In recent years there has been a big push to get students into the STEM fields. However, what seems to be lacking in this academic push is the hands on side of it. Engineering simply just isn’t about equations, but actually design and developing as well as fabricating a physical product. Something you can touch and in most cases see work. The Engineering Technology field fits into STEM academics and is very important. In order for companies to compete in the global marketplace, employers in the 21st century require their engineers couple the traditional engineering design skills with new skills in design and development, as well as the ability to function multi-disciplinary. With learning the importance of prototype development and manufacturing, the Senior Design team at XXXXX University's Engineering Technology Department have decided to take on a challenge in the entertainment industry specifically driving a go-kart vehicle in a closed track. To do this they have addressed the most common issue with driving a go-kart, which is experiencing potential pressure ulcers as well as upper and lower back pain after driving in the kart. The project seeks to solve this problem by creating a retrofit kit using interlinked air pockets with a gel pad covering to evenly distribute the pressure on the driver’s body and absorb the vibration of the seat that the driver normally experiences. The pressure the driver experiences during the ride is measured using a network of 8 sensors placed at the major points of contact between the driver’s body, and the body of the seat. The vibration level experienced by the driver is measured using an accelerometer on the seat itself. The seat retrofit is made using polyurethane coated polyester for the main structure of the seat. The air pockets are made using flexible polyvinyl chloride fabric. The air pockets themselves have an interconnected design for optimal pressure redistribution. The target cost for each individual retrofit is $93 with a selling price for $600. The significance of the methodology to be applied in this capstone course project is to combine theory and practice to prepare the students to become better problem solvers and obtain practical solutions to real life/simulated problems using a project based approach. Senior Design capstone project has the following major goals. 1) Raise student awareness of contemporary issues as they relate to the Engineering Technology field. 2) Enhance student decision-making and problem solving skills in a multi-attribute and team setting. Students in the Mechanical, Electrical, and Industrial fields along with many others can learn many new skills from multi-disciplinary projects such as the design and development of a go-kart seat to minimize vibrations felt by drivers. Such projects show students how to use different types of technology, and demonstrate how advanced technology can be used in an innovative product improvement. Overall, many different fields of engineering can benefit from this application, enabling the development of skill and knowledge in many different engineering aspects and processes. This capstone design project stimulates the students’ interest in real-world product realization. Expected student learning outcomes assessment in this capstone course was performed using written reports and oral presentations as well as an evaluation of each student’s contribution to the project. Oral presentations were assessed at the end of the first and last quarter and written reports at the end of each quarter. Both written reports and oral presentations were assessed by all faculty members and a number of outside assessors from regional industries. The assessment of individual student contributions was performed by the project advisor and co-advisor. The students’ performance was assessed using a set of performance indicators that are also used to assess the program’s student a-k outcomes (ABET). Each indicator is assessed according to a Likert-type scale and the results weighted to emphasize technical qualities of the work and scaled to produce a score from 0 to 100 in order to determine the students’ final grades.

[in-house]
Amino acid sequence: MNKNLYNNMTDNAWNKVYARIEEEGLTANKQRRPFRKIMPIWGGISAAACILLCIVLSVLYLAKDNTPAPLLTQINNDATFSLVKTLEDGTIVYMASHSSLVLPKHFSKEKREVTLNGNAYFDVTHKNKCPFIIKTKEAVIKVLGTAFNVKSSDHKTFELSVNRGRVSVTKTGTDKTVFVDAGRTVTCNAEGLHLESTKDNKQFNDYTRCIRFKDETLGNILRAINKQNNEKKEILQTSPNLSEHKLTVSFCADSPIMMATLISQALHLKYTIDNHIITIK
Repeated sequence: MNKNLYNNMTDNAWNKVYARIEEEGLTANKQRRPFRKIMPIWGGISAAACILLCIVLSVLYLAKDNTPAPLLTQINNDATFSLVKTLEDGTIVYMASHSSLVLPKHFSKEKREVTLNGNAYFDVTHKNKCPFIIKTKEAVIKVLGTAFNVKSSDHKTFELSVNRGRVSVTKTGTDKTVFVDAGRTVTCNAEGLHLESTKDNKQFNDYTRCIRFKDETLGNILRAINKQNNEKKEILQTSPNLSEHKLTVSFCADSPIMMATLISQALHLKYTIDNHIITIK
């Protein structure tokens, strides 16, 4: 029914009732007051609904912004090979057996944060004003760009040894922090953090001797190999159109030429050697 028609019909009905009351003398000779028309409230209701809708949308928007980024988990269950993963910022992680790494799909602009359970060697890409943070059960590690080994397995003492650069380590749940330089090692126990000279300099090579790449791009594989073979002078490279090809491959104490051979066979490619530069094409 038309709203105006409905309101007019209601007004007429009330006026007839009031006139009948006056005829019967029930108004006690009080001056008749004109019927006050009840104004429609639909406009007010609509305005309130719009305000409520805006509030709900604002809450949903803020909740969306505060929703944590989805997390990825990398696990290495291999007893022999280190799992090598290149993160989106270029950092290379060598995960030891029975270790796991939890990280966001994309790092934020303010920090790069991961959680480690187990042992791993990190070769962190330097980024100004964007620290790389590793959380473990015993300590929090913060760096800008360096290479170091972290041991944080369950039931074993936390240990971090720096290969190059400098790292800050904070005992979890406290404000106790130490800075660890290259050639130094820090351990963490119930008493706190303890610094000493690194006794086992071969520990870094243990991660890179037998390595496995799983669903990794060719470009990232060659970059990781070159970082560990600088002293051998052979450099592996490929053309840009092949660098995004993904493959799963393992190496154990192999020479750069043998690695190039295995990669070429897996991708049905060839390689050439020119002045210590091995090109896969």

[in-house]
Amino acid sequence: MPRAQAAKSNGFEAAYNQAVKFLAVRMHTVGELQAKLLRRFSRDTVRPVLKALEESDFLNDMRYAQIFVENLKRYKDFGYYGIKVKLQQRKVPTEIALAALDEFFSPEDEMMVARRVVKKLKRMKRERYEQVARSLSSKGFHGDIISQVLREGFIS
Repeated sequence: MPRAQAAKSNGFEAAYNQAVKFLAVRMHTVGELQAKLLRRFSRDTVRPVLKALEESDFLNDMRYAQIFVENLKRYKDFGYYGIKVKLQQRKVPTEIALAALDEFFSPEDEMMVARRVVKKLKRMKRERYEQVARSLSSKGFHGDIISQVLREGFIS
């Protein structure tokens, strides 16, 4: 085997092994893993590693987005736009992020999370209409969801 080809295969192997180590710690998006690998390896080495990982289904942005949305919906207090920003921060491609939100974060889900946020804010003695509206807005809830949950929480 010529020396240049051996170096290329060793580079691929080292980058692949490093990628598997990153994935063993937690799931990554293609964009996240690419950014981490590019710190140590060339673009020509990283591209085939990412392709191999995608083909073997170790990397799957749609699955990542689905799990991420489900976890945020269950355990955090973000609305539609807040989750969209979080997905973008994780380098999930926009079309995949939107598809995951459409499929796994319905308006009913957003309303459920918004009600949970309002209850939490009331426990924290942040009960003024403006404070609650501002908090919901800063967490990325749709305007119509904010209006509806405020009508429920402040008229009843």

Ertekin, Y., & Ciobanescu Husanu, I. N., & Chi, A., & Hays, T. (2019, June), Interdisciplinary Senior Design Project to Develop a Retrofit Shock Absorbing Go-Kart Seat Paper presented at 2019 ASEE Annual Conference & Exposition , Tampa, Florida. 10.18260/1-2--33006